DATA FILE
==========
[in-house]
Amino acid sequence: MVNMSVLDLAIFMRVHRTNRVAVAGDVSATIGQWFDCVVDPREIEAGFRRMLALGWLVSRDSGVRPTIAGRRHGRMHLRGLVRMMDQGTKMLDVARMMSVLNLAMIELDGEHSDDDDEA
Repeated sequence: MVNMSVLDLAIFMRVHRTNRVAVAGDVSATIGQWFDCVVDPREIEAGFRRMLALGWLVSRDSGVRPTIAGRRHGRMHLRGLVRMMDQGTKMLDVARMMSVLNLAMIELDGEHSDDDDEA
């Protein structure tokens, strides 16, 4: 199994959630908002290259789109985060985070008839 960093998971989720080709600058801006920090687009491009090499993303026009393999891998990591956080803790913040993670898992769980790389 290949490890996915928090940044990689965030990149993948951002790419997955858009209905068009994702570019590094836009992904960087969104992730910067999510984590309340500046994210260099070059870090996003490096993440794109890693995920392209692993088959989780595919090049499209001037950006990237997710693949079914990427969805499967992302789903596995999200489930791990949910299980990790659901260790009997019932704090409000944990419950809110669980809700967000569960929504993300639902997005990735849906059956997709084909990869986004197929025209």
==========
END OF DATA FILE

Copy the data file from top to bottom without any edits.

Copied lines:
[in-house]
Amino acid sequence: MVNMSVLDLAIFMRVHRTNRVAVAGDVSATIGQWFDCVVDPREIEAGFRRMLALGWLVSRDSGVRPTIAGRRHGRMHLRGLVRMMDQGTKMLDVARMMSVLNLAMIELDGEHSDDDDEA
Repeated sequence: MVNMSVLDLAIFMRVHRTNRVAVAGDVSATIGQWFDCVVDPREIEAGFRRMLALGWLVSRDSGVRPTIAGRRHGRMHLRGLVRMMDQGTKMLDVARMMSVLNLAMIELDGEHSDDDDEA
């Protein structure tokens, strides 16, 4: 199994959630908002290259789109985060985070008839 960093998971989720080709600058801006920090687009491009090499993303026009393999891998990591956080803790913040993670898992769980790389 290949490890996915928090940044990689965030990149993948951002790419997955858009209905068009994702570019590094836009992904960087969104992730910067999510984590309340500046994210260099070059870090996003490096993440794109890693995920392209692993088959989780595919090049499209001037950006990237997710693949079914990427969805499967992302789903596995999200489930791990949910299980990790659901260790009997019932704090409000944990419950809110669980809700967000569960929504993300639902997005990735849906059956997709084909990869986004197929025209």